The illustration on some decks did double duty, providing divinatory tools and scientific knowledge, like the Geografia Tarocchi deck from around 1725. “The Geografia are extraordinary cards, almost like a little encyclopedia of the world with the oracle imagery peeking out at the top,” Matthews says. “The actual bit that you read from is just a cigarette-card length. So for example, the hanged man just shows his legs at the top of the card, while the rest of the card has information about Africa or Asia or other places on it.”
These employees, hired by psychic service companies who know they have no paranormal skills, usually fumble through a telephone session by asking the client numerous questions and providing generic answers to the client’s questions. Some callers get disgusted and hang up after several minutes, after paying a tidy per-minute sum to enrich the company.
"Have a little fun with friends," she told INSIDER. "Before going out one night, pull three cards with the intention of the cards giving you some forewarning about the evening. Let it be fun and easy and involve everyone! You can even ask, 'what happens if we go to this spot or this one?' Let the cards decide your night and see if they gave good advice!"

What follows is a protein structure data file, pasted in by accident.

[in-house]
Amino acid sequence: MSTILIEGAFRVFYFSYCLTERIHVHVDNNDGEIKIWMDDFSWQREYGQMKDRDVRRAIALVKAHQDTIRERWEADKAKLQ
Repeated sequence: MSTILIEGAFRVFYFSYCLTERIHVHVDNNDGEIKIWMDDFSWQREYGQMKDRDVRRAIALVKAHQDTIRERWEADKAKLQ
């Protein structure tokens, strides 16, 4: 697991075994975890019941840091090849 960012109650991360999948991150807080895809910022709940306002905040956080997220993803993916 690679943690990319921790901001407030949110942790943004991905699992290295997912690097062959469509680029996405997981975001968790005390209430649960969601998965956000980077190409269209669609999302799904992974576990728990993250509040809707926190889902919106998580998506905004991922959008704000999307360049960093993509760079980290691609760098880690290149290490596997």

The medium Henry Slade was caught in fraud many times throughout his career. In a séance in 1876 in London Ray Lankester and Bryan Donkin snatched his slate before the "spirit" message was supposed to be written, and found the writing already there. Slade also played an accordion with one hand under the table and claimed spirits would play it. The magician Chung Ling Soo revealed how Slade had performed the trick.
I got a psychic slap the morning of/before the Dallas police shooting. “El Centro” , the words, came into my head. No sound, no vision, etc. I knew of the school 30+ years ago when my boyfriend, who passed, attended a few seminars. I ran through my head a series questions but nothing made sense. Later that night on tv i heard the gunman was holed up there. I couldn’t breathe. This was my wake up.